U.N. Human Rights Council Adopts an Historic Resolution

By Stephen Chukwumah

Human rights activists around the world are boldly demanding equality for everyone. They have pushed for the recognition of the human rights of LGBTI people from governments, the United Nations, the African Commission on Human and Peoples’ Rights, and the Organization of American States, recording tremendous success.

In May 2014, the African Commission on Human and Peoples’ Rights adopted a landmark resolution condemning acts of violence and discrimination targeting anyone based on their real or perceived sexual orientation. The Organization of American States in June 2014 adopted its most recent resolution on human rights, sexual orientation, and gender identity. In September 2014, the U.N. Human Rights Council adopted a Resolution on Sexual Orientation and Gender Identity, following a similar 2011 resolution. These important successes can be attributed to activists’ tenacious and resilient work around the word and to governments committed to advancing human rights globally.

In an historic move on July 1, 2016, the U.N. Human Rights Council adopted a resolution to appoint an independent expert whose responsibility would include documenting, reporting on, and making recommendations to address the violations that people face because of their sexual orientation and gender identity.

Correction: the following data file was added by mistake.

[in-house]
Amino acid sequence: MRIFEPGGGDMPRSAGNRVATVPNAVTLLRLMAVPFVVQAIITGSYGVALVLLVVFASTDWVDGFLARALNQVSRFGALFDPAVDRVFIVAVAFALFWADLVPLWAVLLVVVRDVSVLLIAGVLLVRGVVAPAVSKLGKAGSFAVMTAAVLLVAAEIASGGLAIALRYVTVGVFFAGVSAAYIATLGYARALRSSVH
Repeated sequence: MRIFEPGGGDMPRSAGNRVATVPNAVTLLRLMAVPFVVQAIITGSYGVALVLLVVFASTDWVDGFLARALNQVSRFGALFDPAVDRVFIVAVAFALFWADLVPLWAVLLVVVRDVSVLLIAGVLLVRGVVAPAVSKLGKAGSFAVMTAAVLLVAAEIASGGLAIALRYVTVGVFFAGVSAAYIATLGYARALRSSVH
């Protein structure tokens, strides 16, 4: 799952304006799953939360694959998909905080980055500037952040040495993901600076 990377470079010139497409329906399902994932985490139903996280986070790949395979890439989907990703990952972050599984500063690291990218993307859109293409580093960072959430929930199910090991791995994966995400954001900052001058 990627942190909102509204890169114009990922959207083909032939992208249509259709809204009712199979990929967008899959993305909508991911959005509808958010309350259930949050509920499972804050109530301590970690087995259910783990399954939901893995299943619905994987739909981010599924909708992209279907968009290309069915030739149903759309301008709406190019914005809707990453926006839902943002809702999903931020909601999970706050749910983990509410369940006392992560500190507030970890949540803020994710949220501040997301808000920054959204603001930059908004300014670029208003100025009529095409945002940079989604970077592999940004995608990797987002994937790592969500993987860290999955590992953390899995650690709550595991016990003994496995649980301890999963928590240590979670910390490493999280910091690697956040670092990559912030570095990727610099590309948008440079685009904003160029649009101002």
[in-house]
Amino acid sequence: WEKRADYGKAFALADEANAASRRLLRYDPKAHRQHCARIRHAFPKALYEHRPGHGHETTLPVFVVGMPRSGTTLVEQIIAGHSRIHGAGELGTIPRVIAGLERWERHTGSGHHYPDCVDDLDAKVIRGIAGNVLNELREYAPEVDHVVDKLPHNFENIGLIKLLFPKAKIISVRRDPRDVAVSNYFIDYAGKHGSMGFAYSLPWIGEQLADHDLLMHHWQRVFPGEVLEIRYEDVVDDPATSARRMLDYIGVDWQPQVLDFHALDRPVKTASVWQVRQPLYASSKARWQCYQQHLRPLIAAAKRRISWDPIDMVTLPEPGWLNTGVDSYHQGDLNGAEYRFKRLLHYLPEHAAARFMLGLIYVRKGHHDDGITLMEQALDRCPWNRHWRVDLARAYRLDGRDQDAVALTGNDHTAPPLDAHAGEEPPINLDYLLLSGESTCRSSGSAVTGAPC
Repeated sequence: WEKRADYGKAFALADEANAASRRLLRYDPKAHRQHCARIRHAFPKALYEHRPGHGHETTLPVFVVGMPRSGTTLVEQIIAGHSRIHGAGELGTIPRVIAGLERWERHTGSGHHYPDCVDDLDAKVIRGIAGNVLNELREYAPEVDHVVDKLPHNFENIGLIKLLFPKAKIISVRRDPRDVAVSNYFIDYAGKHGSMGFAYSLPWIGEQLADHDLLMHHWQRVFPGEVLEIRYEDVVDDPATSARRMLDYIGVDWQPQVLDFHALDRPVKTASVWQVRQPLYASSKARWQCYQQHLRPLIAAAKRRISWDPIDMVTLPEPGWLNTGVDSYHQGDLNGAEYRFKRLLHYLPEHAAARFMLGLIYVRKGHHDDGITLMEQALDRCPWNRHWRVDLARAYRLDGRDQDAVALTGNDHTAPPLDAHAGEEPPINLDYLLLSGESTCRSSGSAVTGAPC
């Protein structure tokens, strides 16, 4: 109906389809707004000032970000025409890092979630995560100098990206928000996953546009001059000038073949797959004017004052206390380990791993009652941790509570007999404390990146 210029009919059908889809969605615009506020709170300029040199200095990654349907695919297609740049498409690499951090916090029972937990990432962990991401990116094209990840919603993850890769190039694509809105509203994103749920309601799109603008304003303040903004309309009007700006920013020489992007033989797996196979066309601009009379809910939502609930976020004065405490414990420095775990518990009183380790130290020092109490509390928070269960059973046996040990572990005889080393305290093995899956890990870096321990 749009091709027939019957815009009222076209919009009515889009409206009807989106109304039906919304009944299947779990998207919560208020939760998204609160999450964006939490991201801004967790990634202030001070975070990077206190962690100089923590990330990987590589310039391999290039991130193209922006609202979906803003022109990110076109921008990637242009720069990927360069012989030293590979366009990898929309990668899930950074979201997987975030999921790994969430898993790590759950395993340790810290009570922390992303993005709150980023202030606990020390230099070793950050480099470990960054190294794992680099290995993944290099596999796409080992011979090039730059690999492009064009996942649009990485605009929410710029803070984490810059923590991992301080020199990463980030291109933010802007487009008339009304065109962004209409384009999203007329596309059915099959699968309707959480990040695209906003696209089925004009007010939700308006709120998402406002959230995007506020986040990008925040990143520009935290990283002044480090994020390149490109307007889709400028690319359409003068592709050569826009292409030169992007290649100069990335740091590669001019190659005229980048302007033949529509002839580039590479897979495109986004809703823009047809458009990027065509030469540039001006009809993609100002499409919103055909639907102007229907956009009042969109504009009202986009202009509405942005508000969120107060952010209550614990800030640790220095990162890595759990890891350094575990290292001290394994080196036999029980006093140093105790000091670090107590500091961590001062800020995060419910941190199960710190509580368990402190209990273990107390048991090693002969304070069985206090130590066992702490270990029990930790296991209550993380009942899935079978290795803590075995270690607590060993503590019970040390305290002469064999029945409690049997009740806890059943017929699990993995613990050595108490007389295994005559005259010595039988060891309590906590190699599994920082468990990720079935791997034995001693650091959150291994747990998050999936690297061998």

Of course, this mandate will not automatically end anti-LGBTI violence around the world. Some say it may even limit the push for broader protections based on sexuality and gender, a viewpoint not widely held, but amplified by the Coalition of African Lesbians in a recent statement.

However, the resolution is a welcome development. This position signals U.N. prioritization of human rights for everyone regardless of their sexual orientation or gender identity. The role of the independent expert would include monitoring human rights violations against LGBTI people across the world, assessing the implementation of nondiscrimination and human rights laws, identifying best practices and gaps, and raising awareness of violence and discrimination against LGBTI people.

Human rights activists around the world are currently helping with the search for a reliable and credible candidate because they understand that the mandate presents an opportunity for states to be held accountable for their human rights records, especially as they relate to LGBTI issues. The tragic shooting at the Pulse nightclub in Orlando underscores the real threat of violence that LGBTI people continue to face, even in a country with significant legal advances.

The new mandate will be an opportunity for progress on human rights globally and for addressing the persistent forms of violence that people face based on their real or perceived sexual orientation, gender identity, and expression.


Published on July 29, 2016


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